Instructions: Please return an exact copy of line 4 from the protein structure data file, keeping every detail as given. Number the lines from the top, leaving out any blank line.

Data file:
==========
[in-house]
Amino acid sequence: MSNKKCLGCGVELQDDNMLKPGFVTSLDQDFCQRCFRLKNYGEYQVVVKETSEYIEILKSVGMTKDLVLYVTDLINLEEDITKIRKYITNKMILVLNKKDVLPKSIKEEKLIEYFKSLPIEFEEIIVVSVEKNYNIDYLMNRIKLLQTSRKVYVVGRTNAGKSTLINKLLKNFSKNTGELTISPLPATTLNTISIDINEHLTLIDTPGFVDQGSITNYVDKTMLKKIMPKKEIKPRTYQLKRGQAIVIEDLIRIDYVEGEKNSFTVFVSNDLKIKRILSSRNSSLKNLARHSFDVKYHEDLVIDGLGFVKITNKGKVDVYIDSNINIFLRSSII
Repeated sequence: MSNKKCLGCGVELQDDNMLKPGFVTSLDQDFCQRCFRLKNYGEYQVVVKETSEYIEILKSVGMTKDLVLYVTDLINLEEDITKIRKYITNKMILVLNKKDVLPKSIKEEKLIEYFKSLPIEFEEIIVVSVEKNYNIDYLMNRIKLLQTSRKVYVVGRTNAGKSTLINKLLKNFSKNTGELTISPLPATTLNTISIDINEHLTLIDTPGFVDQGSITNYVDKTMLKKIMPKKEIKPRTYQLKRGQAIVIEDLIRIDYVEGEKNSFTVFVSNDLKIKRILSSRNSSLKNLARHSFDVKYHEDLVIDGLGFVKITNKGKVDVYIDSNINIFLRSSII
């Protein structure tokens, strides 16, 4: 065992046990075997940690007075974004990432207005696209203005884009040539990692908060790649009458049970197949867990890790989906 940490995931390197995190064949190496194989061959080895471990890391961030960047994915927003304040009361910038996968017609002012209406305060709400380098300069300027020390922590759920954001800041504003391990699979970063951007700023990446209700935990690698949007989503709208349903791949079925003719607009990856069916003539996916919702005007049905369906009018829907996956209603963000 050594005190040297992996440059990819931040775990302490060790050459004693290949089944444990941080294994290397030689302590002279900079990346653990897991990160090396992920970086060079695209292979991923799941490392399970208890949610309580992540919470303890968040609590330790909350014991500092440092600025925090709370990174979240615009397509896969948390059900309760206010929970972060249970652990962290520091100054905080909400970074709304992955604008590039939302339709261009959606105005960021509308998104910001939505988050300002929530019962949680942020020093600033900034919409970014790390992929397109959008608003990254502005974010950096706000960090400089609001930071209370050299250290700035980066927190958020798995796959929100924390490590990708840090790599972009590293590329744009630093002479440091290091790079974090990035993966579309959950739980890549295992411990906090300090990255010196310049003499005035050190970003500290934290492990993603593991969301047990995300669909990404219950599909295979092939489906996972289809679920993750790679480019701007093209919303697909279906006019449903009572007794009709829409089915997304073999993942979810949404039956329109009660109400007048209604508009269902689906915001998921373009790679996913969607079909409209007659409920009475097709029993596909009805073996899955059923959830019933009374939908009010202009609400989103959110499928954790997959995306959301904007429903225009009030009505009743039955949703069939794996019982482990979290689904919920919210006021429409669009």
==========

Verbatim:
């Protein structure tokens, strides 16, 4: 065992046990075997940690007075974004990432207005696209203005884009040539990692908060790649009458049970197949867990890790989906 940490995931390197995190064949190496194989061959080895471990890391961030960047994915927003304040009361910038996968017609002012209406305060709400380098300069300027020390922590759920954001800041504003391990699979970063951007700023990446209700935990690698949007989503709208349903791949079925003719607009990856069916003539996916919702005007049905369906009018829907996956209603963000 050594005190040297992996440059990819931040775990302490060790050459004693290949089944444990941080294994290397030689302590002279900079990346653990897991990160090396992920970086060079695209292979991923799941490392399970208890949610309580992540919470303890968040609590330790909350014991500092440092600025925090709370990174979240615009397509896969948390059900309760206010929970972060249970652990962290520091100054905080909400970074709304992955604008590039939302339709261009959606105005960021509308998104910001939505988050300002929530019962949680942020020093600033900034919409970014790390992929397109959008608003990254502005974010950096706000960090400089609001930071209370050299250290700035980066927190958020798995796959929100924390490590990708840090790599972009590293590329744009630093002479440091290091790079974090990035993966579309959950739980890549295992411990906090300090990255010196310049003499005035050190970003500290934290492990993603593991969301047990995300669909990404219950599909295979092939489906996972289809679920993750790679480019701007093209919303697909279906006019449903009572007794009709829409089915997304073999993942979810949404039956329109009660109400007048209604508009269902689906915001998921373009790679996913969607079909409209007659409920009475097709029993596909009805073996899955059923959830019933009374939908009010202009609400989103959110499928954790997959995306959301904007429903225009009030009505009743039955949703069939794996019982482990979290689904919920919210006021429409669009």